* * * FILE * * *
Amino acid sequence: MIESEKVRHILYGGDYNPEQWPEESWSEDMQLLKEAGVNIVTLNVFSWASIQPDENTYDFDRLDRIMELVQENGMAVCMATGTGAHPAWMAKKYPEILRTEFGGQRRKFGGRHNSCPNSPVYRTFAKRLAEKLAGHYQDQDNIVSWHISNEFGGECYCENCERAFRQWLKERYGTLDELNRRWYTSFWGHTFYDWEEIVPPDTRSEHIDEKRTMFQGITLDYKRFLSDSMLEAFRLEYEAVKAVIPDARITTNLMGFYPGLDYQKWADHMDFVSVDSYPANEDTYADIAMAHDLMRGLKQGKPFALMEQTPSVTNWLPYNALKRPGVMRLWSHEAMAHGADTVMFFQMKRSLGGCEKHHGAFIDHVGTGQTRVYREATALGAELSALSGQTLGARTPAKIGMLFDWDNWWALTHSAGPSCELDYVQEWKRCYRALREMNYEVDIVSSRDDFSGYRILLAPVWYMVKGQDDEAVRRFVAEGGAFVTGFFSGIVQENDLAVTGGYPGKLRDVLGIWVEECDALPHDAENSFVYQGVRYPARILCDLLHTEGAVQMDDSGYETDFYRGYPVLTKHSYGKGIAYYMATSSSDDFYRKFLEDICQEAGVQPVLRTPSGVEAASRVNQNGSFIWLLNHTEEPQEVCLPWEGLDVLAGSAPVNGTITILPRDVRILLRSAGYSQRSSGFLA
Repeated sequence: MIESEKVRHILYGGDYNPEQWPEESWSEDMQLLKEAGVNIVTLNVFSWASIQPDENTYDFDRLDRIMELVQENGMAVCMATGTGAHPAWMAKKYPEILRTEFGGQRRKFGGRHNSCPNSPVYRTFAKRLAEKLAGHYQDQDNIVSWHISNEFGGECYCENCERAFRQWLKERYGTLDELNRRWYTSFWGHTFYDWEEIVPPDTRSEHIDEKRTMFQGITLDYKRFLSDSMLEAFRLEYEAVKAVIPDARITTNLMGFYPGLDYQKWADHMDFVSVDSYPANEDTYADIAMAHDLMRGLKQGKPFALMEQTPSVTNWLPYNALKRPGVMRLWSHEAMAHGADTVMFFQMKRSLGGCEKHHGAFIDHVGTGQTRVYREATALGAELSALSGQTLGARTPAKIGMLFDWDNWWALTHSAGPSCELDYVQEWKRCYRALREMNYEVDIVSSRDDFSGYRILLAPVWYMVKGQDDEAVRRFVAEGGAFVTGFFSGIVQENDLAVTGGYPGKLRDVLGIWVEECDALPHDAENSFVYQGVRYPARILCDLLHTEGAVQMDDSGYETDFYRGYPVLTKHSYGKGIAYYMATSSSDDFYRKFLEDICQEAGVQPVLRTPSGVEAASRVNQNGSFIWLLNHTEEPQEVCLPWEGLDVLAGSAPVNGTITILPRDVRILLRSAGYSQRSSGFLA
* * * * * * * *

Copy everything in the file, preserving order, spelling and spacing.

Amino acid sequence: MIESEKVRHILYGGDYNPEQWPEESWSEDMQLLKEAGVNIVTLNVFSWASIQPDENTYDFDRLDRIMELVQENGMAVCMATGTGAHPAWMAKKYPEILRTEFGGQRRKFGGRHNSCPNSPVYRTFAKRLAEKLAGHYQDQDNIVSWHISNEFGGECYCENCERAFRQWLKERYGTLDELNRRWYTSFWGHTFYDWEEIVPPDTRSEHIDEKRTMFQGITLDYKRFLSDSMLEAFRLEYEAVKAVIPDARITTNLMGFYPGLDYQKWADHMDFVSVDSYPANEDTYADIAMAHDLMRGLKQGKPFALMEQTPSVTNWLPYNALKRPGVMRLWSHEAMAHGADTVMFFQMKRSLGGCEKHHGAFIDHVGTGQTRVYREATALGAELSALSGQTLGARTPAKIGMLFDWDNWWALTHSAGPSCELDYVQEWKRCYRALREMNYEVDIVSSRDDFSGYRILLAPVWYMVKGQDDEAVRRFVAEGGAFVTGFFSGIVQENDLAVTGGYPGKLRDVLGIWVEECDALPHDAENSFVYQGVRYPARILCDLLHTEGAVQMDDSGYETDFYRGYPVLTKHSYGKGIAYYMATSSSDDFYRKFLEDICQEAGVQPVLRTPSGVEAASRVNQNGSFIWLLNHTEEPQEVCLPWEGLDVLAGSAPVNGTITILPRDVRILLRSAGYSQRSSGFLA
Repeated sequence: MIESEKVRHILYGGDYNPEQWPEESWSEDMQLLKEAGVNIVTLNVFSWASIQPDENTYDFDRLDRIMELVQENGMAVCMATGTGAHPAWMAKKYPEILRTEFGGQRRKFGGRHNSCPNSPVYRTFAKRLAEKLAGHYQDQDNIVSWHISNEFGGECYCENCERAFRQWLKERYGTLDELNRRWYTSFWGHTFYDWEEIVPPDTRSEHIDEKRTMFQGITLDYKRFLSDSMLEAFRLEYEAVKAVIPDARITTNLMGFYPGLDYQKWADHMDFVSVDSYPANEDTYADIAMAHDLMRGLKQGKPFALMEQTPSVTNWLPYNALKRPGVMRLWSHEAMAHGADTVMFFQMKRSLGGCEKHHGAFIDHVGTGQTRVYREATALGAELSALSGQTLGARTPAKIGMLFDWDNWWALTHSAGPSCELDYVQEWKRCYRALREMNYEVDIVSSRDDFSGYRILLAPVWYMVKGQDDEAVRRFVAEGGAFVTGFFSGIVQENDLAVTGGYPGKLRDVLGIWVEECDALPHDAENSFVYQGVRYPARILCDLLHTEGAVQMDDSGYETDFYRGYPVLTKHSYGKGIAYYMATSSSDDFYRKFLEDICQEAGVQPVLRTPSGVEAASRVNQNGSFIWLLNHTEEPQEVCLPWEGLDVLAGSAPVNGTITILPRDVRILLRSAGYSQRSSGFLA